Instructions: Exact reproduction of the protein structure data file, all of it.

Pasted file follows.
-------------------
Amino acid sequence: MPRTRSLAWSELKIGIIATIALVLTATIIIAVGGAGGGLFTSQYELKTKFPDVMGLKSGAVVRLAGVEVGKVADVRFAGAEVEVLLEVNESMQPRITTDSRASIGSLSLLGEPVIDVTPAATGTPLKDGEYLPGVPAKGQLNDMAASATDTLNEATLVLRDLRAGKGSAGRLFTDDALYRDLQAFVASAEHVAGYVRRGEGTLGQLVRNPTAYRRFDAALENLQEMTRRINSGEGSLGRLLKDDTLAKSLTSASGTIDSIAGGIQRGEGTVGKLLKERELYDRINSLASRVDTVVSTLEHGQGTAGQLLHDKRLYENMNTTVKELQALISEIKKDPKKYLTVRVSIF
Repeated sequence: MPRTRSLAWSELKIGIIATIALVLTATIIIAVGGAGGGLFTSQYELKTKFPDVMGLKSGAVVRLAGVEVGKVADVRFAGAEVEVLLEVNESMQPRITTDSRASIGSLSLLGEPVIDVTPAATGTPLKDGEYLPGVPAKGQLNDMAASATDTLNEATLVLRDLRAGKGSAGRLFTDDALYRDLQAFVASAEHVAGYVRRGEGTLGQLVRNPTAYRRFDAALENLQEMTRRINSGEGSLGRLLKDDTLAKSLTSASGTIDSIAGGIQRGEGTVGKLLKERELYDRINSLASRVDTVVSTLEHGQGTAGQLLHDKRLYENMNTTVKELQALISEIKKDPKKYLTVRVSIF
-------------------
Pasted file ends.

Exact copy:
Amino acid sequence: MPRTRSLAWSELKIGIIATIALVLTATIIIAVGGAGGGLFTSQYELKTKFPDVMGLKSGAVVRLAGVEVGKVADVRFAGAEVEVLLEVNESMQPRITTDSRASIGSLSLLGEPVIDVTPAATGTPLKDGEYLPGVPAKGQLNDMAASATDTLNEATLVLRDLRAGKGSAGRLFTDDALYRDLQAFVASAEHVAGYVRRGEGTLGQLVRNPTAYRRFDAALENLQEMTRRINSGEGSLGRLLKDDTLAKSLTSASGTIDSIAGGIQRGEGTVGKLLKERELYDRINSLASRVDTVVSTLEHGQGTAGQLLHDKRLYENMNTTVKELQALISEIKKDPKKYLTVRVSIF
Repeated sequence: MPRTRSLAWSELKIGIIATIALVLTATIIIAVGGAGGGLFTSQYELKTKFPDVMGLKSGAVVRLAGVEVGKVADVRFAGAEVEVLLEVNESMQPRITTDSRASIGSLSLLGEPVIDVTPAATGTPLKDGEYLPGVPAKGQLNDMAASATDTLNEATLVLRDLRAGKGSAGRLFTDDALYRDLQAFVASAEHVAGYVRRGEGTLGQLVRNPTAYRRFDAALENLQEMTRRINSGEGSLGRLLKDDTLAKSLTSASGTIDSIAGGIQRGEGTVGKLLKERELYDRINSLASRVDTVVSTLEHGQGTAGQLLHDKRLYENMNTTVKELQALISEIKKDPKKYLTVRVSIF